• Join over 1.2 million students every month
  • Accelerate your learning by 29%
  • Unlimited access from just £6.99 per month

Examine the Evolution of Soviet doctrinal thinking during the Cold War.

Extracts from this document...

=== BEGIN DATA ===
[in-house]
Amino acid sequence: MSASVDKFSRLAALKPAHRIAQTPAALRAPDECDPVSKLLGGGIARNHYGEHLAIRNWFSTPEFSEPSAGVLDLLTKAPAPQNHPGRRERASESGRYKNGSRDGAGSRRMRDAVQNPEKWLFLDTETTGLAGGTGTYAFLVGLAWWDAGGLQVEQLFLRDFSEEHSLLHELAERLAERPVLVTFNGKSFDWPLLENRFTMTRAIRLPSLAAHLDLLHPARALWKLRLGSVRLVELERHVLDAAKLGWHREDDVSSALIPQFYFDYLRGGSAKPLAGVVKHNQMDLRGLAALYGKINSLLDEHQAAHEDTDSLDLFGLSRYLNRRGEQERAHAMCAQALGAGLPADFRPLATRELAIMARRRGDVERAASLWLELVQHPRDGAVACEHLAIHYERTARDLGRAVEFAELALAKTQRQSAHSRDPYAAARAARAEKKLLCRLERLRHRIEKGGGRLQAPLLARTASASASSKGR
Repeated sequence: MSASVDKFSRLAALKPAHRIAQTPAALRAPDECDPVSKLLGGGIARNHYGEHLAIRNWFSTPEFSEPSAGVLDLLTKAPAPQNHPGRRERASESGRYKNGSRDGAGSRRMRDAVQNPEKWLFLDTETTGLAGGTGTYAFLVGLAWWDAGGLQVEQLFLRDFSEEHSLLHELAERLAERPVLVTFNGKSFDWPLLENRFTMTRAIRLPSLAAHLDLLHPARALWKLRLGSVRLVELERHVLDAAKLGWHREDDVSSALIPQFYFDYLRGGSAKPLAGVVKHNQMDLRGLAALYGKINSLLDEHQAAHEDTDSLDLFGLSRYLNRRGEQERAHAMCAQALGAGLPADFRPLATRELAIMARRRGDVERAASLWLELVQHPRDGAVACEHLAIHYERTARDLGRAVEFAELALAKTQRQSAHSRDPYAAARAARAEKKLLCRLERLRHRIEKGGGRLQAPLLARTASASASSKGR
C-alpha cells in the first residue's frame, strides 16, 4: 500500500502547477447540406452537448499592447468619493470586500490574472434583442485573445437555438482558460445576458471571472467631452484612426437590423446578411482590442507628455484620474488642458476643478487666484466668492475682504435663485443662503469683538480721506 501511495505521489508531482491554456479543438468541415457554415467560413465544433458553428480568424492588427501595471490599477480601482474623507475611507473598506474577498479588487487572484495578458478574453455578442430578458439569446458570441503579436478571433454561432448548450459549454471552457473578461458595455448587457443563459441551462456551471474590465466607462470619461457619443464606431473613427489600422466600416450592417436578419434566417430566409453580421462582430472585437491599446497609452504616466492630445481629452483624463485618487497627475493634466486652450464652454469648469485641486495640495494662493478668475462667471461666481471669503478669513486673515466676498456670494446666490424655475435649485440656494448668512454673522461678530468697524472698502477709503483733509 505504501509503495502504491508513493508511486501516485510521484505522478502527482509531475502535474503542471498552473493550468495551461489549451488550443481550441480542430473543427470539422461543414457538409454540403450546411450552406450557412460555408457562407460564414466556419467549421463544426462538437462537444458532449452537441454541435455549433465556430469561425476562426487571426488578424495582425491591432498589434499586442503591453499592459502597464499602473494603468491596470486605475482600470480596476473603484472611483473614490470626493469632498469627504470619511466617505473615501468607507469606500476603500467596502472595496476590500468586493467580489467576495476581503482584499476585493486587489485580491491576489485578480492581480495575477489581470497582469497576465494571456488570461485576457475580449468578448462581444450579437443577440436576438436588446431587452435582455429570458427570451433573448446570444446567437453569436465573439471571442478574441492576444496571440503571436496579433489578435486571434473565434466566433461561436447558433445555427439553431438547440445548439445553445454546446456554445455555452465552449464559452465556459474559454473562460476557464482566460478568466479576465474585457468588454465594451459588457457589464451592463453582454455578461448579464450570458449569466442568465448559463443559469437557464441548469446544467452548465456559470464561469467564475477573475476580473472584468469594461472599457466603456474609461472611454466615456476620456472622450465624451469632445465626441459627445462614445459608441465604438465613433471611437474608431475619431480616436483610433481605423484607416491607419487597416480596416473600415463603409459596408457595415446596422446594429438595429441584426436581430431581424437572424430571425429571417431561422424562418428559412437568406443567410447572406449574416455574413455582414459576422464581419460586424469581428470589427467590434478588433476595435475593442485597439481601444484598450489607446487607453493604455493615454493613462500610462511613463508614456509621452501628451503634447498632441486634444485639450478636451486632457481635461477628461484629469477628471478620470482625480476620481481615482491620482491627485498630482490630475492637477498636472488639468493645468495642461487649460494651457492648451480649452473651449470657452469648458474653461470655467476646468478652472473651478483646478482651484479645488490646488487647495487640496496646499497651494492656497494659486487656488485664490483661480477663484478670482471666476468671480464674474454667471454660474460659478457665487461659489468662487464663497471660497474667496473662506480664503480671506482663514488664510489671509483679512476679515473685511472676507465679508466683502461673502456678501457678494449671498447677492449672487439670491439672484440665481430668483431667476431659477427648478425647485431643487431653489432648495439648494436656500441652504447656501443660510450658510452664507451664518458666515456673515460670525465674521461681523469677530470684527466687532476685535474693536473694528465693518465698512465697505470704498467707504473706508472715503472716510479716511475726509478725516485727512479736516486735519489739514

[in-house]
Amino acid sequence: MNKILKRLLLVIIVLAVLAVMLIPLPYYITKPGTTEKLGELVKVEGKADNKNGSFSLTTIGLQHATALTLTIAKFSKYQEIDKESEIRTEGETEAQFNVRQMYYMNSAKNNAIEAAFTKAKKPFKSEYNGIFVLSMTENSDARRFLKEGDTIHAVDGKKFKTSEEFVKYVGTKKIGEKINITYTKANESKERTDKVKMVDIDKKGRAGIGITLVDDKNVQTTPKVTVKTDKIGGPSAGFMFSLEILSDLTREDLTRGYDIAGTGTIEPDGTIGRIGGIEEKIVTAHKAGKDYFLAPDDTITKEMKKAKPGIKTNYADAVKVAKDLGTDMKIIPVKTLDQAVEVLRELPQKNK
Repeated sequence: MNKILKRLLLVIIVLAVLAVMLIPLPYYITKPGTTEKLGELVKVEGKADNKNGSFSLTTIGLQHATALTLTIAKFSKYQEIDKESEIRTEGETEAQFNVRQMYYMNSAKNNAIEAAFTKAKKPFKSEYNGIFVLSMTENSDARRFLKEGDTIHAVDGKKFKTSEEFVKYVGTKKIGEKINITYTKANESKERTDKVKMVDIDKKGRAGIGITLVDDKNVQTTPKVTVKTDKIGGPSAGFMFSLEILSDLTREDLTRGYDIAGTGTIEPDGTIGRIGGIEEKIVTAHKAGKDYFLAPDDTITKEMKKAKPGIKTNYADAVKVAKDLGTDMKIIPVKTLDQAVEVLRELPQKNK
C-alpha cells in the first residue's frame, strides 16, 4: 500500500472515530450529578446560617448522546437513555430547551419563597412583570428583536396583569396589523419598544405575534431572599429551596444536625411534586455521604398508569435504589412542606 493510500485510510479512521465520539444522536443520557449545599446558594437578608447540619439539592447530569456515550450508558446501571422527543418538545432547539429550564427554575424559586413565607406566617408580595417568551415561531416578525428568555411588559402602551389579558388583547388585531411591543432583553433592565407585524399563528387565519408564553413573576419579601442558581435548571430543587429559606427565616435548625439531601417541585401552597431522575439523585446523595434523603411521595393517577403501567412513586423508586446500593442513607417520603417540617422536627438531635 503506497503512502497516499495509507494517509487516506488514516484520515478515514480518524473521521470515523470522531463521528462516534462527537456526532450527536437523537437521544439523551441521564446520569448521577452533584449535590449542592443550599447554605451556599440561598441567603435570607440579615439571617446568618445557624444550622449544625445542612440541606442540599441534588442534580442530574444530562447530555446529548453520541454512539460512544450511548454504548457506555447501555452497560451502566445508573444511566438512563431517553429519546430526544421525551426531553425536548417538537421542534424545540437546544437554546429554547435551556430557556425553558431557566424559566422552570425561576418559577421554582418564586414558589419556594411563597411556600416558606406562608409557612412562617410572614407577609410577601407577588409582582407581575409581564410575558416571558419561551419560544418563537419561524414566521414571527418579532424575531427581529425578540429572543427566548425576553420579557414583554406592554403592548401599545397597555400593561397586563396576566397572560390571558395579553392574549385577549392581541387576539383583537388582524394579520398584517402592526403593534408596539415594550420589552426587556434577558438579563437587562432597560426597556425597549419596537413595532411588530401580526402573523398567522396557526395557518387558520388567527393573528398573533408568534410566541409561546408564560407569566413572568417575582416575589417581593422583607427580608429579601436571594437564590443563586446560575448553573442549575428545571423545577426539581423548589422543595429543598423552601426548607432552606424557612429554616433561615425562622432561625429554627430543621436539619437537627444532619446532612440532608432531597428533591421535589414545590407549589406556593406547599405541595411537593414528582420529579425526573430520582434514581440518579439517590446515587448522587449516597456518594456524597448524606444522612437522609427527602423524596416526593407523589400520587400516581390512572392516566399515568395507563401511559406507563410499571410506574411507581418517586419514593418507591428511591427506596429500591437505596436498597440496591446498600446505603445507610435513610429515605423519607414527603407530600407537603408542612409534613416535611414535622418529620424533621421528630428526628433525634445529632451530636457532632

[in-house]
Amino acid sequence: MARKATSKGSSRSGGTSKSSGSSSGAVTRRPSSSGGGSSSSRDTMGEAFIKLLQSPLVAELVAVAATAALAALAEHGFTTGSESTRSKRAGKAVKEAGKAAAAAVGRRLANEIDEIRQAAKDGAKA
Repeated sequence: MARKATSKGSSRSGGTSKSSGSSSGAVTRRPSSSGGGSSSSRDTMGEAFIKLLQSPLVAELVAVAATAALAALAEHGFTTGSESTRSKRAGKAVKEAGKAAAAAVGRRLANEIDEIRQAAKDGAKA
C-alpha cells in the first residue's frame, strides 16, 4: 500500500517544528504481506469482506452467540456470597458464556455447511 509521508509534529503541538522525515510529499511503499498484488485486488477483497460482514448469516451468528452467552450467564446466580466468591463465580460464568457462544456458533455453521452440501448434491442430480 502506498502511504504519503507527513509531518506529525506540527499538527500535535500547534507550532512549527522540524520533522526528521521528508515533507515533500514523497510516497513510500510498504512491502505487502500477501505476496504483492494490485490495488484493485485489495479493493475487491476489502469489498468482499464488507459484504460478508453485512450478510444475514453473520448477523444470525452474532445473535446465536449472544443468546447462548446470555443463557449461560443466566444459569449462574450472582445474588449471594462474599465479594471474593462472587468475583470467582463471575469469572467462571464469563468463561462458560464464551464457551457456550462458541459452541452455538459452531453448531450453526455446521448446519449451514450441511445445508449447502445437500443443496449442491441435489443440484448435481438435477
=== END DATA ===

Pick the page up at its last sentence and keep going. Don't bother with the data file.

Examine the Evolution of Soviet doctrinal thinking during the Cold War. Soviet Military Doctrine is entirely based upon the Marxist-Leninist teachings, which include both the ideological and methodological basis for soviet military doctrine and soviet military science. In 1969 the General of the Army Semyon P. Ivanov commandant of the Academy of the General Staff gave periodization for military doctrine: * 1st period: 1917 - 1928 civil war to Industrialization * 2nd period: 1929 - 1941 industrialization to great patriotic war * 3rd period: 1941 - 1945 great patriotic war * 4th period: 1946 - 1953 end of war to death of Stalin * 5th period: 1960 - the dissolution of the USSR new military doctrine Military Doctrine, First Stage (1917-1928) A. A. Svethcin, best known for his book 'Strategiya' believed that the concept of doctrine should be limited to the tactical outlook. M. V. Frunze stating that the doctrine had two parts laid out the principals of the initial doctrine: political & technical. * 'The state must define the nature of overall, in particular, military policy beforehand, designate the possible objects of its military intentions in accordance with its policy, and develop and institute a definitive plan of action for the state as a whole, one that would take account of future confrontations and ensure their success by making prudent use of the nation's energy before they take place.' Frunze gave a definition of the unified military doctrine: * 'A teaching adopted by the army of a particular state establishing the nature of armed forces development, the methods of troop combat training, and the methods of troop management, based of the state's prevailing view on the nature of the military missions lying before it and the means for executing them, which are dependant on the class nature of the state and are defined by the level to which the country's productive forces have developed.' ...read more.